Four Centuries of Massachusetts Furniture, a consortium of eleven cultural institutions, was created as an unprecedented partnership to celebrate furniture-making in the Bay State. The topic may surprise you. Massachusetts brings to mind such diverse images as the Pilgrims or the Red Sox, John Adams or John Kennedy, the Big Dig or the Berkshires—but not furniture. Yet over the past 400 years no state has had a greater impact on this craft. The products of the state’s workmen number in the tens of millions and include some of the finest furniture made in America, from lavishly carved oak chests of the 17th century to the inventive studio designs of today. It is a legacy worthy of celebration.
“The Bay State is where the craft [of furniture-making] began in America and where it has flourished and endured the longest.” Morrison Heckscher, Chairman of the American Wing, Metropolitan Museum of Art.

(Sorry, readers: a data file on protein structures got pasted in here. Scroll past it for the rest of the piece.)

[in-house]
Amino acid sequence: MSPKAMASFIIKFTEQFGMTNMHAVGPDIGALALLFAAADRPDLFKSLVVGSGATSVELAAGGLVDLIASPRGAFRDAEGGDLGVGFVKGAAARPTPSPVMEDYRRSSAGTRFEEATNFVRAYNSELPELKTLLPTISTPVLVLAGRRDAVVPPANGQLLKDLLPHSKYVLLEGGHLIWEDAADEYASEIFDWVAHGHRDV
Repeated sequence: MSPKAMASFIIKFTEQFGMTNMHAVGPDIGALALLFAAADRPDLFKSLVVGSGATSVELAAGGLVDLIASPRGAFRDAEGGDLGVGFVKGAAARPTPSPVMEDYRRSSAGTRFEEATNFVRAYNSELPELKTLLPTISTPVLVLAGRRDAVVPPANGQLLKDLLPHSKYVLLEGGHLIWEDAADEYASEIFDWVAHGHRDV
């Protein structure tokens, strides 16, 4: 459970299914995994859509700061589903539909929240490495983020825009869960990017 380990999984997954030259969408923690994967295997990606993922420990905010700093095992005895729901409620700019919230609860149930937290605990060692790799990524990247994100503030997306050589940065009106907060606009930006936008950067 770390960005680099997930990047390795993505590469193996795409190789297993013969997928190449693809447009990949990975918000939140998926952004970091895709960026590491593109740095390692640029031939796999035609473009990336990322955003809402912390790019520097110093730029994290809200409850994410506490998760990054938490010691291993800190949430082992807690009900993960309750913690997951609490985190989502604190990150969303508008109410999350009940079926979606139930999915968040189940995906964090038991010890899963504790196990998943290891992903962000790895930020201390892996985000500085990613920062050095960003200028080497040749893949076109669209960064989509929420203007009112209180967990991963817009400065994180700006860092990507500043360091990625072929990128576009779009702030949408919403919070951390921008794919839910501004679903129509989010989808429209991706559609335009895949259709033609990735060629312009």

Between March 2013 and December 2014, the consortium offered a multitude of exhibitions and events organized by our partnering institutions: the Colonial Society of Massachusetts, Concord Museum, Fuller Craft Museum, Historic Deerfield, Historic New England, Massachusetts Historical Society, Museum of Fine Arts, Boston, North Bennet Street School, Old Sturbridge Village, Peabody Essex Museum, and Winterthur Museum, Garden & Library.
The events once featured on this site are now in the past, but you can still find detailed information on Massachusetts furniture from the 1620s to the present. Take a few moments to explore the rich resources of the web site including furniture highlights, a list of artists and makers, or our visual timeline, which presents an engaging history of the state’s furniture from the most elegant to the everyday.